In the popular consciousness rhyme and poetry are bound together. “I’m a poet / And I don’t know it.” No matter that English poetry managed without rhyme for centuries, that Milton argued against it in the preface to Paradise Lost, or that our best-know poet wrote most of his lines in blank verse: proper poetry rhymes, and it’s only new-fangled modern stuff that fails to. Continue reading
Metrics (the language of poetic rhythm) can add rich new layers to our understanding of poetry. It’s also one of the chief reasons people believe poetry is difficult. Start talking about iambic pentameter or dactylic trimeter and you’ll often reduce a room full of enthusiastic readers to a room full of bored poetry-phobics.
At the heart of this is the mistaken belief that you need to know about metrics to appreciate poetry. Continue reading
In his 1856 work Modern Painters the critic John Ruskin introduced an idea that has since had unintended consequences for a few hundred million schoolchildren. In response to the line “The cruel, crawling foam”, he writes:
The foam is not cruel, neither does it crawl. The state of mind which attributes to it these characters of a living creature is one in which the reason is unhinged by grief. All violent feelings have the same effect. They produce in us a falseness in all our impressions of external things, which I would generally characterize as the ‘Pathetic Fallacy‘. Continue reading
A country classroom. A whiteboard. Morning.
Pupil: Please, sir, what does the assonance in line 3 mean?
Teacher: Well, erm, it’s a sad poem and the long “o” sounds are like someone moaning and wailing.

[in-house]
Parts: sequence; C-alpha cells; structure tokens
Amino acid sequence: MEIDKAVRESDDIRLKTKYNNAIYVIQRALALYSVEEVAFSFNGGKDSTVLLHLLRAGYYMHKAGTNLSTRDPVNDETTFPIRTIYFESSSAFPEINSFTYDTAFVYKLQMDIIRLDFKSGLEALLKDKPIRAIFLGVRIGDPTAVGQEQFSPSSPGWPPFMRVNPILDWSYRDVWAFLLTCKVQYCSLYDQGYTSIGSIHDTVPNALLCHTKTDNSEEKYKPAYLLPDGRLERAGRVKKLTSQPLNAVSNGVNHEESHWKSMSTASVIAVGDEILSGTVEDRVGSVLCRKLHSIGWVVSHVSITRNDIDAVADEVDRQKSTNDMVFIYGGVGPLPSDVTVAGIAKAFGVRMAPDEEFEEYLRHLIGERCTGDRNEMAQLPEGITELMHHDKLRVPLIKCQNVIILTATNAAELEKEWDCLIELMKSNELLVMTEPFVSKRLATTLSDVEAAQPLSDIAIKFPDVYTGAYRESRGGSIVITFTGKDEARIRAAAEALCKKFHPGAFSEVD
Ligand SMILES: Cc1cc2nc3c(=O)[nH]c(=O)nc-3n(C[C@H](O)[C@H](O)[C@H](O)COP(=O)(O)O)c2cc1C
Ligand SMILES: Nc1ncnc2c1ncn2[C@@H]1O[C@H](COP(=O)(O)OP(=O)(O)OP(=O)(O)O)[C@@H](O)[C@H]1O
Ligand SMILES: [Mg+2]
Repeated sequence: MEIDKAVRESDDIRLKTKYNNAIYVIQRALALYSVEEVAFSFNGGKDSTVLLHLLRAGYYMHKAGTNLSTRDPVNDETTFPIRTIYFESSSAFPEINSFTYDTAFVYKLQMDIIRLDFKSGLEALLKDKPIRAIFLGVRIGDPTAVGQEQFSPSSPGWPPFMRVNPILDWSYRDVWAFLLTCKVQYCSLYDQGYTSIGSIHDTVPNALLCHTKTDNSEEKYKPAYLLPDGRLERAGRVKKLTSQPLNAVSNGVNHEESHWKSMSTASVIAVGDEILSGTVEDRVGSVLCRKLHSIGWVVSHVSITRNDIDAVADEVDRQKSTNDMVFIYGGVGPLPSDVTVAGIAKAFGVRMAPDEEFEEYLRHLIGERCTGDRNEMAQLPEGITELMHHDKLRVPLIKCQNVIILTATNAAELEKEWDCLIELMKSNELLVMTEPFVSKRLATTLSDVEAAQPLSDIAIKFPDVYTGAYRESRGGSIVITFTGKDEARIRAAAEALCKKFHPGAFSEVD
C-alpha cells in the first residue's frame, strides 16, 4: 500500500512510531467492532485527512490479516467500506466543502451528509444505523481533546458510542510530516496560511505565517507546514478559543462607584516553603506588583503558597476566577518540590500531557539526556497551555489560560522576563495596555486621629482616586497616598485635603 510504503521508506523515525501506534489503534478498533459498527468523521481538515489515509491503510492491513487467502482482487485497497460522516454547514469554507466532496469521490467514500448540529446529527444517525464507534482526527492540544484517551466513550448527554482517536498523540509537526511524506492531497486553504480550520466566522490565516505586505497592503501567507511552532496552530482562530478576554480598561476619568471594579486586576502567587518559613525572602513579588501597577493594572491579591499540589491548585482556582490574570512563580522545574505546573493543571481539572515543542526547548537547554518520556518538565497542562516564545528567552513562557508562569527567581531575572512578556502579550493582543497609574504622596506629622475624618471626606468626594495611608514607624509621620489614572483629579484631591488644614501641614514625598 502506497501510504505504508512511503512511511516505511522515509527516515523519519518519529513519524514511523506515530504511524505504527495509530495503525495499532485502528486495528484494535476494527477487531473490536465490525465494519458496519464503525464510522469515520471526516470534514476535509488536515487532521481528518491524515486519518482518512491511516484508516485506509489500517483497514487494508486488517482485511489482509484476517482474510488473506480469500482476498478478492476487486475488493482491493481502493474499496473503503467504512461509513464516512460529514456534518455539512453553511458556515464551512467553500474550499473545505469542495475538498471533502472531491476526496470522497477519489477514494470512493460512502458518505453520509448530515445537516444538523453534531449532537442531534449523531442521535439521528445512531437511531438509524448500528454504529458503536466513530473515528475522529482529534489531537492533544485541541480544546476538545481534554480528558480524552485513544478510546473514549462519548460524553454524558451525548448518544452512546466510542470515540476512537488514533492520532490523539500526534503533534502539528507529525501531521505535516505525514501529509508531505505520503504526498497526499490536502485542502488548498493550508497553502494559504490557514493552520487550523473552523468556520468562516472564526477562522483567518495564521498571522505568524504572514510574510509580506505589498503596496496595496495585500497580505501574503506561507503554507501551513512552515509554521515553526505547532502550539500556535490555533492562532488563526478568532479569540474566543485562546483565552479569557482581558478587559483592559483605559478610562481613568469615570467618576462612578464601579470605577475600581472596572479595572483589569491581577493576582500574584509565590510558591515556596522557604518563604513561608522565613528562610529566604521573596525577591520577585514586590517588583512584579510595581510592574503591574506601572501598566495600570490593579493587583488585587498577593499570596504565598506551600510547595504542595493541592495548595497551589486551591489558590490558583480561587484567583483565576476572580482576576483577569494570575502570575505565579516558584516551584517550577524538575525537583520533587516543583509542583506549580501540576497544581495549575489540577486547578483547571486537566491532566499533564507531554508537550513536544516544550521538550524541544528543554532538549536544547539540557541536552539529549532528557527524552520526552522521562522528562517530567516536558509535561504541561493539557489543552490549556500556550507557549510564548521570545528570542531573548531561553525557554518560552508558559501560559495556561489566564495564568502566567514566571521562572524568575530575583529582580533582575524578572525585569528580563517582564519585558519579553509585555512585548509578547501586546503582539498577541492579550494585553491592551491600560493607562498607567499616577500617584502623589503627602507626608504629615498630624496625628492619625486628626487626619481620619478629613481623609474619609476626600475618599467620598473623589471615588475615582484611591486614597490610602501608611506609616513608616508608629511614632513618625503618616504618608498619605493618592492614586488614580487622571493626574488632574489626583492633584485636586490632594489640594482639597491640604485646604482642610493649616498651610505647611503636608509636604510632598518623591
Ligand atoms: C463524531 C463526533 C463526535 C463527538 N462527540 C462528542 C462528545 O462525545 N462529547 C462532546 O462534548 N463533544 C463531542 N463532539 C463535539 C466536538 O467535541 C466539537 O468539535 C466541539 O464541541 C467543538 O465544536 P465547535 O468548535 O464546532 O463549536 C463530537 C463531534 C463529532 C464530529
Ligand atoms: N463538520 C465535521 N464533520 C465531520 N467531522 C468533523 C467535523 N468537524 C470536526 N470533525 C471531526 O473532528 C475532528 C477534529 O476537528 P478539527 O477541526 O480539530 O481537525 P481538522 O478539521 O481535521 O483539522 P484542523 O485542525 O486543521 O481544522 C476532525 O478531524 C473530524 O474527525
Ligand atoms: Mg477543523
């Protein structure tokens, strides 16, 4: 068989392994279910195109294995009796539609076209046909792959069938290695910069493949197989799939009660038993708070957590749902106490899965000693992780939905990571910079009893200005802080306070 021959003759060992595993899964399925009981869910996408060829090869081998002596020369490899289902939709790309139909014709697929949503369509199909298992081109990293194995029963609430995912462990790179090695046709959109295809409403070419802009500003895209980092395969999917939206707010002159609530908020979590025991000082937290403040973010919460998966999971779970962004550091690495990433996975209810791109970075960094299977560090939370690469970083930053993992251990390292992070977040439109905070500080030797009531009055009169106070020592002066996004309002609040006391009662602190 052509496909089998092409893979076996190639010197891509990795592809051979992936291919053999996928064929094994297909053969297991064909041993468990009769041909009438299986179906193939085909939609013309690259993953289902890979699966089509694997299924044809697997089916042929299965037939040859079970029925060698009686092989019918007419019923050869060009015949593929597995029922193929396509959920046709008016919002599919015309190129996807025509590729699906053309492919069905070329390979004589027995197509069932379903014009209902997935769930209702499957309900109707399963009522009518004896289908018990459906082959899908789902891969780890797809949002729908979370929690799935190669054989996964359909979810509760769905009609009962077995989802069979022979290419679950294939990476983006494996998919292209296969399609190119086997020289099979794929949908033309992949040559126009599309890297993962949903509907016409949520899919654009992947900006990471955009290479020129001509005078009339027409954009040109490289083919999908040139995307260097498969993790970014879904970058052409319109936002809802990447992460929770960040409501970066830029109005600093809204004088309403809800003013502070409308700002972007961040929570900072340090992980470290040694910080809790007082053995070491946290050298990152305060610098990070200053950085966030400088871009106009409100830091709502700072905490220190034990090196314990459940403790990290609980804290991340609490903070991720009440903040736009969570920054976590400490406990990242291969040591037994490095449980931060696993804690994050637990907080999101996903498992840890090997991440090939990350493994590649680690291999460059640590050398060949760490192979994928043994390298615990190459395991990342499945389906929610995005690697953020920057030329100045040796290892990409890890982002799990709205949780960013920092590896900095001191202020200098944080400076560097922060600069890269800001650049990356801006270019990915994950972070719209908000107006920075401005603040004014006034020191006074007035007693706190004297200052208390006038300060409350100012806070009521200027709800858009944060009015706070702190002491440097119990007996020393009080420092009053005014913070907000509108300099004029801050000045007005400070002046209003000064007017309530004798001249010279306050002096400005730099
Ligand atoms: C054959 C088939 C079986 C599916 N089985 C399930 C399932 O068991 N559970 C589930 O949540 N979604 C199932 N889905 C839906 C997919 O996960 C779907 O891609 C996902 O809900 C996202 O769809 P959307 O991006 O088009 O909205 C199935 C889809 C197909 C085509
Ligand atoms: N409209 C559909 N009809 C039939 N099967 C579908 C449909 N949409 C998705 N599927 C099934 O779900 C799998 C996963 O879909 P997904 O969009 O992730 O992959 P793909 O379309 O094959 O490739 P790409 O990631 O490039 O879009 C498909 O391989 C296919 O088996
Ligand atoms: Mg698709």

The trap here (which in one form or another has infected a lot of the way poetry is taught and read) is the assumption that everything in a poem has to be translated into a meaning that can be explained. Let’s compare this with what’s going on in another classroom in the same school: Continue reading
Last week we looked at some of the myths about understanding poetry and reacquainted ourselves with the joys of reading slowly. This week I want to look at the importance of lines and line-breaks.
The most obvious difference between poetry and prose is that poetry has line breaks whereas prose doesn’t (other than for practical typesetting purposes that don’t affect the meaning: two different editions of Robinson Crusoe with different font sizes might break the lines in different places without changing our experience of the book at all). Continue reading
One of the phrases I least enjoy hearing is “I don’t understand poetry” (it’s up there with “bus replacement service” and “all-day carvery”). I don’t like it because it almost always turns out to be untrue, but also because it’s a category mistake: can you imagine someone keeping a straight face while saying “I don’t understand songs” or “I don’t understand prose”?
In reality the biggest problem is believing there’s something complicated to “understand” – something that needs decrypting or translating into non-threatening prose – in the first place. Continue reading